85 arrested as student protests over tuition fees turn violent in Montreal - Macleans.ca

85 arrested as student protests over tuition fees turn violent in Montreal


It’s a sobering morning in Montreal, with people walking along shattered windows and debris left by an angry mob of student protesters who clashed with police yesterday evening. The Montreal Gazette says that as talks between student groups and politicians over a proposed hike for post-secondary tuition fees broke off Wednesday, about 5,000 people took to the streets and a pacific protest quickly got out of control.

Police “used batons, pepper spray and percussion bombs to disperse the crowd” and 85 people have been arrested.

It’s been 11 weeks since protests began over the Jean Charest’s government proposed fee increases. As the Globe reports today, students are losing popular support in Quebec as their demands become more and more vague, and some of the groups in negotiations with the government have failed to condemn the use of violence.

From the Globe:

Some students are now casting this as a deeper struggle – with the phrase, “Quebec Spring,” emanating from the lips of several protesters who Wednesday issued a medley of demands: the resignation of Premier Jean Charest, a general election, the complete elimination of tuition, or even broader social change.

The Globe goes on to suggest that this might even be a political win for Charest and the Quebec Liberals, who could seize the opportunity to call for an election while they continue to score good points with those opposing the student protests—and avoid an election later in the year, when focus could return to allegations of corruption within the Charest administration.





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85 arrested as student protests over tuition fees turn violent in Montreal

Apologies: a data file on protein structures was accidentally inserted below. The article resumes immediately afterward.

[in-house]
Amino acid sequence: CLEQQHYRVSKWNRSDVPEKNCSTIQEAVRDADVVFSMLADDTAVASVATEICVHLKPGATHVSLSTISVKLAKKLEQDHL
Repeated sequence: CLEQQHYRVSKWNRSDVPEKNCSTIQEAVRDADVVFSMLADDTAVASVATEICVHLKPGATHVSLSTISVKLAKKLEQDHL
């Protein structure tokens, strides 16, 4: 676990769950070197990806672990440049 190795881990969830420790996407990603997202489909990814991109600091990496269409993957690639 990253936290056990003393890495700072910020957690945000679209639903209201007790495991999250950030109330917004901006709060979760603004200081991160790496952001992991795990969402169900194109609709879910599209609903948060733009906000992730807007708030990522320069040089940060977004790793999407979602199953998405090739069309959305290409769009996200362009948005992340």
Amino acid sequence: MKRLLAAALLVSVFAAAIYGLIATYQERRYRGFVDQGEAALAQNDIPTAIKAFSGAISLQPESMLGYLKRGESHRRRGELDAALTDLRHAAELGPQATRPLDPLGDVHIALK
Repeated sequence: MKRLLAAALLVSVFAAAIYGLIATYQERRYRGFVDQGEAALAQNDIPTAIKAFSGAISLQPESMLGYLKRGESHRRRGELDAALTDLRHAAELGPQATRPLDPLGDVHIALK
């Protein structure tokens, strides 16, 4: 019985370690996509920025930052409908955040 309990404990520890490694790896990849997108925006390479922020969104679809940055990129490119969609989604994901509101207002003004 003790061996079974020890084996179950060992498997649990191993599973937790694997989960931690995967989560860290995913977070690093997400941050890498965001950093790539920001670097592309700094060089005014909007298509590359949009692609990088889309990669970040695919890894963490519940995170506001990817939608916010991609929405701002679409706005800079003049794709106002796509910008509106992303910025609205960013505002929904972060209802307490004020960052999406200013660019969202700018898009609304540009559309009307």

1. Idiots.

    The government will not change unless enough people join up with your cause.
    Turning to violence will not cause people to join unless you have enough strength to violently overthrow the government, thus leaving people no option but to join, or unless you have enough conviction to turn to full blown terrorism, thus causing people to join because they fear you more than the believe in the government’s ability to protect them.

    Anything less than those two options simply pisses people off. Those who may have been marginally on your side before will disavow you, and those who are against you will only have their opinions solidified. It can even cause some of your stronger supporters to go silent, lest they too be seen as part of the violence.

    From what I’ve seen so far, you idiots in Montreal doing this don’t have the strength to take down the government, nor the lack of morals to terrorize the population. So about the best thing that can come out of this is if the rest of your group take on you who are causing the violence. Publicly capture you and deliver you up to the authorities and your cause might sway some public opinion back. Short of that, you’re just setting yourselves up to fail.

  2. I’ll refer you to this 4 hours footage of the whole manif from yesterday. As you will see, it is nothing like a “big riot”. It’s pacific until 2:00:00 on the footage. Then polices charge pacific students.


    Please stop your biased coverage of the events. It is not students who started it. CLEARLY!

  3. Maclean’s should also take note that at every event I’ve seen from the students there is a high sovereignist presence — why would students protesting debt need to fly fleur-de-lis flags and chant about independence?

    I think there is Parti Québecois backing of some of these events, and that some of the grassroots is astroturf — the common denominator being to foster hatred for the provincial Liberals.

  4. Based on daily experience, I can tell you this is a franco issue. The anglos and allos are few and far in between.

    Oh and here’s a slice of Montreal life: mid-week I was having lunch with some work colleagues near downtown at a $17-per-person buffet place. One of us noted that it was unusual to be in a resto full of teens/young people at a weekday lunchtime. Then we noticed that to a one these were red-cloth-wearing class boycotters (it’s a boycott, people, not a strike — you can’t strike from classes, you can only boycott the courses you already paid for … and will have to pay for anew and repeat). Yep, so a whole resto full of smartphone-toting protestors who were taking a rather pricey break (a $5 sandwhich or fallafel vs. $17-pre-tax lunch?) from jamming the streets, blocking bridges, slowing down the metro, tossing bricks from highway overpasses…

    Yeah, Quebec’s distinct, alright…